However, many environmentalists argue that the directive’s long gestation period impels a rapid implementation and review process.
“A rapid and quick revision of the Ecodesign directive is called for to ensure that its requirements really reflect the technological transformations in the market since the studies that underpinned the regulation were conducted,” Vitali Roscini argued, noting that the new standards will not come into force until 2015.
Contested efficiency costs
Cost is another contested factor. Gas and oil-fired boilers retail for around €1,500-€3,000 and have an efficiency quotient of around 50%, while condensing boilers which retail at around €5,000 can reach have an efficiency level of 81%.
Heat pumps though can deliver energy savings of over 130%, although their price varies from as much as €20,000 to just €6,000 for the least efficient models, which still use less energy than the best-performing condensing boilers.
“We fear that the directive won’t have the desired impact – of ensuring that only very efficient products are chosen by customers because economically speaking, some alternatives are far from affordable,” Popp said.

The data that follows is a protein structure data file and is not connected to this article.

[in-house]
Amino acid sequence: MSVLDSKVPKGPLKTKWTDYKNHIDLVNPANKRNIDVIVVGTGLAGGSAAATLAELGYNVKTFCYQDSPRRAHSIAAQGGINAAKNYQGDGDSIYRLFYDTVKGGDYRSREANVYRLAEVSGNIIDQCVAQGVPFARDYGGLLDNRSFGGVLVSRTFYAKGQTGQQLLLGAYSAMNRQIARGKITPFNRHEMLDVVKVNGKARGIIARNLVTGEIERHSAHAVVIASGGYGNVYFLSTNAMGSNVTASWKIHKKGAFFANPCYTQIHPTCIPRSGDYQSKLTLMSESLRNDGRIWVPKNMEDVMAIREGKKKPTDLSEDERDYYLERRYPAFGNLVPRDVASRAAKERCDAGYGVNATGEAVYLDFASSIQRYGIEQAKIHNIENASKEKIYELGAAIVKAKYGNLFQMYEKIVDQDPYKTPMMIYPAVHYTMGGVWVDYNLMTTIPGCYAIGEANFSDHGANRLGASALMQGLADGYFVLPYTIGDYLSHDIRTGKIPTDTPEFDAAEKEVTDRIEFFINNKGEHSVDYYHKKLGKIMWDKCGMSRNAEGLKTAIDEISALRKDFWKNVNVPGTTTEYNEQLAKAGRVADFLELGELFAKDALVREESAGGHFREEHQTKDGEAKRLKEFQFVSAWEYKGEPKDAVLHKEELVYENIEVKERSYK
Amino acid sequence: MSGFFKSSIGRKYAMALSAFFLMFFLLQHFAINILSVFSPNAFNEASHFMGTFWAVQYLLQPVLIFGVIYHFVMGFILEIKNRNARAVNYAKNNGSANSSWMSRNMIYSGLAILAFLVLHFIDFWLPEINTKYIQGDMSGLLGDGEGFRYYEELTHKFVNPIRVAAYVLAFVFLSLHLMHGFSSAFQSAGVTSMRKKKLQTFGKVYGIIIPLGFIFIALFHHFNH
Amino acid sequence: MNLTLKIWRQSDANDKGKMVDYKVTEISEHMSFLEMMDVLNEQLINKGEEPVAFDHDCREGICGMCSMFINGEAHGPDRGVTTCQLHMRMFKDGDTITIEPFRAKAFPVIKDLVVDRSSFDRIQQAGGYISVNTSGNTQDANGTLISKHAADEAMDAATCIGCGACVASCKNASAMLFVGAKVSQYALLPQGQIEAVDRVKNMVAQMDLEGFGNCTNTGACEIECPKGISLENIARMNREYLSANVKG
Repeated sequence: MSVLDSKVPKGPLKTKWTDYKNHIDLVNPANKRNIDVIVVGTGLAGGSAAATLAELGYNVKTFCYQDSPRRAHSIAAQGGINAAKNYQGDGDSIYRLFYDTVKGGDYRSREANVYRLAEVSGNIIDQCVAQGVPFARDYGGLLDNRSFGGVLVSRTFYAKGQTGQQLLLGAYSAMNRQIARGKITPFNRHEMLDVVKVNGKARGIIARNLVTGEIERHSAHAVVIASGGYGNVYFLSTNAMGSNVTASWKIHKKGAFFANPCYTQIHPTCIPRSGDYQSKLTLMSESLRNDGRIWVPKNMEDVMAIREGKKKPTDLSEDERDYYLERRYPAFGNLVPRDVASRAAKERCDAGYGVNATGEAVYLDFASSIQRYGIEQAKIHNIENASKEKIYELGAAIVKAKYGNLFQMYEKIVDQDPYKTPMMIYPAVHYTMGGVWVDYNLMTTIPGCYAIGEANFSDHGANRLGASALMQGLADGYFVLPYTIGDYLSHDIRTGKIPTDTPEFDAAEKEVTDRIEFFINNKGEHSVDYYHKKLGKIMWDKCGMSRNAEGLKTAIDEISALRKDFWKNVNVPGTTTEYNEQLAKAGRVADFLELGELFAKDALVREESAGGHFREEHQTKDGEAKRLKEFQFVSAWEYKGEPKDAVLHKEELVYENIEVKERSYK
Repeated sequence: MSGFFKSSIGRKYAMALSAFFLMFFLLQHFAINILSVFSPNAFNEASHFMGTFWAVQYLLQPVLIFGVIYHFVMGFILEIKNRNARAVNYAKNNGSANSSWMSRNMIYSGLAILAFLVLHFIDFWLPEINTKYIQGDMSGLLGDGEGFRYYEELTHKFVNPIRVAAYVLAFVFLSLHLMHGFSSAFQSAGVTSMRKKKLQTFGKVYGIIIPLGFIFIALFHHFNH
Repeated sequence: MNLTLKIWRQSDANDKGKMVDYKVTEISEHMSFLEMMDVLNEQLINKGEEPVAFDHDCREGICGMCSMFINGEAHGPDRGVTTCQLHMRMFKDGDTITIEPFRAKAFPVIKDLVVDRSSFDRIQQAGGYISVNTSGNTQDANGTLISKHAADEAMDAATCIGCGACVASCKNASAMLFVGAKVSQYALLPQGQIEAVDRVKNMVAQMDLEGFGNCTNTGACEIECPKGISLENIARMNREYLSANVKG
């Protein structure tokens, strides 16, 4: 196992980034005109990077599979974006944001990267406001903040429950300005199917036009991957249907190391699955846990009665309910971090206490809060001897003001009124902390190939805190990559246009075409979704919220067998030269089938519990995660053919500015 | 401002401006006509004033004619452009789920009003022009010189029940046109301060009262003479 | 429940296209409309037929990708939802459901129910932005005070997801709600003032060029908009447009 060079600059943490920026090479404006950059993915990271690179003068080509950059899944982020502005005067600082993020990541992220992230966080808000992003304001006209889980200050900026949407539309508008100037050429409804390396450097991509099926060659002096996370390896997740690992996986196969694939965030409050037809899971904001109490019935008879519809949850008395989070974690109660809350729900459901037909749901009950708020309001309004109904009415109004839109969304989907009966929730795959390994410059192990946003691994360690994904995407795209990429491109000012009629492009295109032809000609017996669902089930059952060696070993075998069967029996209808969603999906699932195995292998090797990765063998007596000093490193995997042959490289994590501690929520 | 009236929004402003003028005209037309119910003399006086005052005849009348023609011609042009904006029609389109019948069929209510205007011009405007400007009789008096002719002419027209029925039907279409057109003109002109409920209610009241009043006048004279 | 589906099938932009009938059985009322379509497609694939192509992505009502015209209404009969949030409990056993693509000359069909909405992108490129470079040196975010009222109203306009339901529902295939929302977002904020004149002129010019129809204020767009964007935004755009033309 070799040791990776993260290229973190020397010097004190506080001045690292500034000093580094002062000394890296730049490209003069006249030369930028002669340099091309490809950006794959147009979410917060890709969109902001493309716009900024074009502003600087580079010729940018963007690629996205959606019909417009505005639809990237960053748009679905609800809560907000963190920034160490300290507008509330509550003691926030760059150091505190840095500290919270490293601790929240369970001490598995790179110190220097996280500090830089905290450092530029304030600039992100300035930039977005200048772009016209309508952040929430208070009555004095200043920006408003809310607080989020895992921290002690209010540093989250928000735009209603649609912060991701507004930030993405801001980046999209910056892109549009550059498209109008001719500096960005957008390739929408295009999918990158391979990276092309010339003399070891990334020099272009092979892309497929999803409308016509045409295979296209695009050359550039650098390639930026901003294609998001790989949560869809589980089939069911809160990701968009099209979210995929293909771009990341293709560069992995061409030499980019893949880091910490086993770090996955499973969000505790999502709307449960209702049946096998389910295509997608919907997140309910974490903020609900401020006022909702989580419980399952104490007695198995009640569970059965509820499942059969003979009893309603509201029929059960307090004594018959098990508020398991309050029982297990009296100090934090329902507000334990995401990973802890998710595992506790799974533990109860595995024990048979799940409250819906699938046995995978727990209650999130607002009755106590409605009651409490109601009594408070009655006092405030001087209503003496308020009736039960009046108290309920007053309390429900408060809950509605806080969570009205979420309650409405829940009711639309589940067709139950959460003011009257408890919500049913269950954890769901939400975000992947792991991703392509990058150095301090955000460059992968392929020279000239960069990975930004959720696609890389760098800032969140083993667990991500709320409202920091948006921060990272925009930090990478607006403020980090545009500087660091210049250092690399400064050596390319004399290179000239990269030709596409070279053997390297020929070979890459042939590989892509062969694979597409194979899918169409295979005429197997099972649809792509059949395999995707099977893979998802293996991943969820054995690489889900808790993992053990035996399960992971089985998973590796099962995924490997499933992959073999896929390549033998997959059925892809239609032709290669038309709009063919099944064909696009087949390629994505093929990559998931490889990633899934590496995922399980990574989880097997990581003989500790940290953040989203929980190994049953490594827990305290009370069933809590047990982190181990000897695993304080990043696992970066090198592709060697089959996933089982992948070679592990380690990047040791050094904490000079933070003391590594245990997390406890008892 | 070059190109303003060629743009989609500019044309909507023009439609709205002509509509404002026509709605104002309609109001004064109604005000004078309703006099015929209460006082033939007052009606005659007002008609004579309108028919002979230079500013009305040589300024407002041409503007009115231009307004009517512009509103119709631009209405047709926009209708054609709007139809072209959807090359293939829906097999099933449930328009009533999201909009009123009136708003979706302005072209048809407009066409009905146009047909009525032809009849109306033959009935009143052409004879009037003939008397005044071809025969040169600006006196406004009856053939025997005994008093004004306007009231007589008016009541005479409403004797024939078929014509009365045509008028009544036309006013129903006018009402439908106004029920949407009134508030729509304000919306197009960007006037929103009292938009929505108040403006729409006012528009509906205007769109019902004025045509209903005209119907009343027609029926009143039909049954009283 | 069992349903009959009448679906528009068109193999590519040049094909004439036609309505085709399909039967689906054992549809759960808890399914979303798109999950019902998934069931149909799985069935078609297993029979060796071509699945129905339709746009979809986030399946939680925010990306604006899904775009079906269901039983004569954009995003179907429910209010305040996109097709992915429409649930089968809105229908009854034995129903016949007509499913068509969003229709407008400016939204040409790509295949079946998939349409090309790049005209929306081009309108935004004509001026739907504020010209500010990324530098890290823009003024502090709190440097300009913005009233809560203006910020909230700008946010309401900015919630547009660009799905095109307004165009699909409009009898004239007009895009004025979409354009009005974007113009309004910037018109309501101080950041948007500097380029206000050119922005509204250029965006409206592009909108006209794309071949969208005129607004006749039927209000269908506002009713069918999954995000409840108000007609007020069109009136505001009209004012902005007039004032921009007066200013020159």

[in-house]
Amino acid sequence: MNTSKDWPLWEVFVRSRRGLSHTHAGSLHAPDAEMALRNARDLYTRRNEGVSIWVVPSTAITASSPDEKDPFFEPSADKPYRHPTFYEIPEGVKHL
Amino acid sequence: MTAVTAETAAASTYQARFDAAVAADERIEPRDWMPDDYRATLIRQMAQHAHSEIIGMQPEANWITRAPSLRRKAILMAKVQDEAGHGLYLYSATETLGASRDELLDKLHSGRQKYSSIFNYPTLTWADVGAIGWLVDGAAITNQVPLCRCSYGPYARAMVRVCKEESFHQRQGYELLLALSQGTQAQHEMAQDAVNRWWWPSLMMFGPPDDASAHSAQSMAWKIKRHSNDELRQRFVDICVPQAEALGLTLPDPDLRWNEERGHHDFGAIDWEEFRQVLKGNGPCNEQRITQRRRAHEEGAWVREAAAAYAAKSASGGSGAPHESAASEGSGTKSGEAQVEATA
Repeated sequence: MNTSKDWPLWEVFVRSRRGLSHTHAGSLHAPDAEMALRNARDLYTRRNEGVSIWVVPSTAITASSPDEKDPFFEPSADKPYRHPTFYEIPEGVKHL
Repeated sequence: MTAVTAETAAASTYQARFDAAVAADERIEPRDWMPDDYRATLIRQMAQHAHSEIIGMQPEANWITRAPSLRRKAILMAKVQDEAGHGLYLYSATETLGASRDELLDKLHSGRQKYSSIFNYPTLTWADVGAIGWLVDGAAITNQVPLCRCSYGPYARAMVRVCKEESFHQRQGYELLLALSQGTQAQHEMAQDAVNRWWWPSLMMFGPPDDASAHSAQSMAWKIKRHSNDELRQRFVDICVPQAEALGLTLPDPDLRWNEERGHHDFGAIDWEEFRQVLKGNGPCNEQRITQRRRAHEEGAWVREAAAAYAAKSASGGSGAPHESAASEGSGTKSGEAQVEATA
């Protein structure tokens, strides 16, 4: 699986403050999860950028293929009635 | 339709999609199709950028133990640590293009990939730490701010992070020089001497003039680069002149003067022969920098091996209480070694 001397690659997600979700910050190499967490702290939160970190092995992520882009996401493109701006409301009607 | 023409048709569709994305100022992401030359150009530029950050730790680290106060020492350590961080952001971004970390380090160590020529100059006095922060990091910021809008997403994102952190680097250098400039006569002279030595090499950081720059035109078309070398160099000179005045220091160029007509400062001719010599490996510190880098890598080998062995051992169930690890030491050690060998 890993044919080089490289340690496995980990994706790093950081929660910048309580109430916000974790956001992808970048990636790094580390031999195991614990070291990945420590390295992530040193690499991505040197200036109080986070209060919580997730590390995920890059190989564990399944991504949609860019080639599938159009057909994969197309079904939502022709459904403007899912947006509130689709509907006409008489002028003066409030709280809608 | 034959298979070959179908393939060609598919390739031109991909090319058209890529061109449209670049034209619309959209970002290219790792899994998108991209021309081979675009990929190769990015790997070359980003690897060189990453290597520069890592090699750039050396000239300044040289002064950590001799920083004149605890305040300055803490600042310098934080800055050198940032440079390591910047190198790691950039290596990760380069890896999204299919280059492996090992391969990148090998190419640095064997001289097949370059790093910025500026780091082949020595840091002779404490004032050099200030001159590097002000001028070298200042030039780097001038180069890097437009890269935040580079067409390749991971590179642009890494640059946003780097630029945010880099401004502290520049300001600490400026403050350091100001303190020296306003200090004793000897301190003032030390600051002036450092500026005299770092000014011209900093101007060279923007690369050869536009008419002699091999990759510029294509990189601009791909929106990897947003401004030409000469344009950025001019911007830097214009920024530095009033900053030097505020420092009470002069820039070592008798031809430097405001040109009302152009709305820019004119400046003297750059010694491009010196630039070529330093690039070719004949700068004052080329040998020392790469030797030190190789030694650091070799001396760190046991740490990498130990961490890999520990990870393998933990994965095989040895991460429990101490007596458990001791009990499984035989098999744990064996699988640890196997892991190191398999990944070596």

For environmentalists like Arditi, support for condensing boilers means locking the poor into high energy bills and fuel poverty for years to come. Instead, he called for more green loans and schemes to scrap and trade-in old boilers.
Dustin Benton, a senior policy advisor to the UK’s Green Alliance, told EURACTIV that despite their long-term savings potential, ordinary British consumers were buying less energy efficient appliances because of the recession.
“There is a discrepancy between the projected savings from the Ecodesign Directive and what is actually happening,” he told EURACTIV. “We need to move more swiftly on the regulatory front and also to provide incentives for energy efficient devices.”
He proposed adopting the American idea of ‘negawatts’ – a feed-in tariff for consumers to encourage their use of low-carbon energy sources.
“You can pay people between £10-£35 per avoided kilowatt hour of energy, which compares favourably to low carbon electricity generation,” he said.
Within the EU though, horizons are currently being set more modestly, towards the coming European Parliament vote, and a proposed review of the new text in 2014.